Whole Foods Wine Biz Replaced Amazon, Leading Dallas Founder Of Woot.com To Create Casemates

Posted: Jan 02, 2018

Amazon.com's purchase of Austin-based Whole Foods Market is showing up in the wine category. As this year ends, Amazon has shut down Wine.Woot and its own wine marketplace in favor of Whole Foods' expansive wine operation.

Now that Amazon owns Whole Foods, a licensed seller of wine, it comes under different state laws and can't sell directly from a producer.

As a result, Dallas entrepreneur Matt Rutledge sees an opening in the marketplace.

When Amazon.com purchased daily deals site Woot.com, based in Carrollton, in 2010 it also acquired Wine.Woot, a direct producer-to-consumer website that Amazon adopted for its own wine marketplace.

Now, Woot founder Rutledge and Wine Country Connect president David Studdert, who co-founded Wine.Woot with Rutledge in 2006, have started a new business called Casemates.

Rutledge said on his blog that Casemates "will need a strong and vibrant community to succeed." He launched a Kickstarter campaign to gauge consumer interest. Casemates.com went live Thursday when the Kickstarter campaign started. It has two weeks to go and already exceeded its $50,000 goal in the first day. At 7:30 a.m. Friday, it had 1,081 backers pledging $70,732.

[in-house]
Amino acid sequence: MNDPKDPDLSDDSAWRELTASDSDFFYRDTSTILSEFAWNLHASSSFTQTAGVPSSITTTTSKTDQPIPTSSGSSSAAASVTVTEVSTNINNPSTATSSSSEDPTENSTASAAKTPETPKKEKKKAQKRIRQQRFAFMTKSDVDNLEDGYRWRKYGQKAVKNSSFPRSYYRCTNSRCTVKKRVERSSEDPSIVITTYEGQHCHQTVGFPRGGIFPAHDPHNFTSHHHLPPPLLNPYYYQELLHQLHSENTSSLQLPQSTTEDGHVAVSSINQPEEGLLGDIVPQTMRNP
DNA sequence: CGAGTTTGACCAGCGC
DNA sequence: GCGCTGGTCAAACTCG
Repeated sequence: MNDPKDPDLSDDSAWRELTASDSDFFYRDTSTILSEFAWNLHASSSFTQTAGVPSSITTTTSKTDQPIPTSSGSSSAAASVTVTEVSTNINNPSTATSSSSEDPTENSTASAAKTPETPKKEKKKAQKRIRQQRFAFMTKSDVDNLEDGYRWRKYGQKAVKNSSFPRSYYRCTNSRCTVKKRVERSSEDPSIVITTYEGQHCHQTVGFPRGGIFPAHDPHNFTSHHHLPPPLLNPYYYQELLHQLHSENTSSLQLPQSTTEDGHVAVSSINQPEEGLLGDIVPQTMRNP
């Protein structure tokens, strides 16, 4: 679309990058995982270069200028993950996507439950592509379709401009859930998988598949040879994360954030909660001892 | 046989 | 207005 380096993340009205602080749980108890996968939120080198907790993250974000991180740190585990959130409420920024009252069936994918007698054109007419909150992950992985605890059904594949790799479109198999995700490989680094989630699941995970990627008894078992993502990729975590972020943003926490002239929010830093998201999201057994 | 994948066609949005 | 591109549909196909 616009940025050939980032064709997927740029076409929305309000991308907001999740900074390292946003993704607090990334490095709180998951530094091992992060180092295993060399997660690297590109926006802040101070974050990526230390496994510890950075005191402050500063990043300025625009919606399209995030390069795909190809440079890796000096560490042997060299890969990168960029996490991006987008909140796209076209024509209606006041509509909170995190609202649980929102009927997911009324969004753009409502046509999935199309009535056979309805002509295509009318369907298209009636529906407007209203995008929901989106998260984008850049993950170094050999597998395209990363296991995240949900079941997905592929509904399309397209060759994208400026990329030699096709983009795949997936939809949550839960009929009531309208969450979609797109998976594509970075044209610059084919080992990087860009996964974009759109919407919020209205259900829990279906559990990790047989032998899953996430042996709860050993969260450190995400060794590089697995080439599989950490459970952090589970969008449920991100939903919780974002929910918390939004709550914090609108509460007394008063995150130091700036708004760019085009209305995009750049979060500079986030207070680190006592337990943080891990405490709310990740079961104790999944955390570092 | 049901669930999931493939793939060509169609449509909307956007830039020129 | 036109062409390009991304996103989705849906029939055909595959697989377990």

Rutledge, who is also co-founder and CEO of a Dallas-based tech incubator called Mediocre Corporation, said Wine.Woot pioneered the winery-direct retail model.

"We created this method - we're not even a store, the wine you're buying is sold by the producing winery," Rutledge said on his Kickstarter blog post. "So no one's better positioned than we are to step in and rescue it from extinction like John Hammond with the velociraptors." (Oh yes, expect to be entertained. Rutledge is also a pioneer of fun prose in online retailing, creating not only Woot.com customers, but also fans.)

Casemates plans to offer new wine deals three times a week on Mondays, Wednesdays, and Fridays. The site expects to start selling wine sometime in January, Rutledge said in an interview. Casemates also plans to build tools to let customers share by-the-case orders with others nearby to lower the price.

Casemates is a joint venture with Studdert's Sonoma-based Wine Country Connect. It's operating out of Mediocre's Carrollton office. Two other businesses under the Mediocre umbrella are meh.com and morningsave.com.

Depending on each winery's registration status, up to 92 percent of the U.S. population can receive the winery direct shipments offered on Casemates, Rutledge said on Kickstarter.

By Maria Halkias
December 30, 2017
Source: Dallasnews.com

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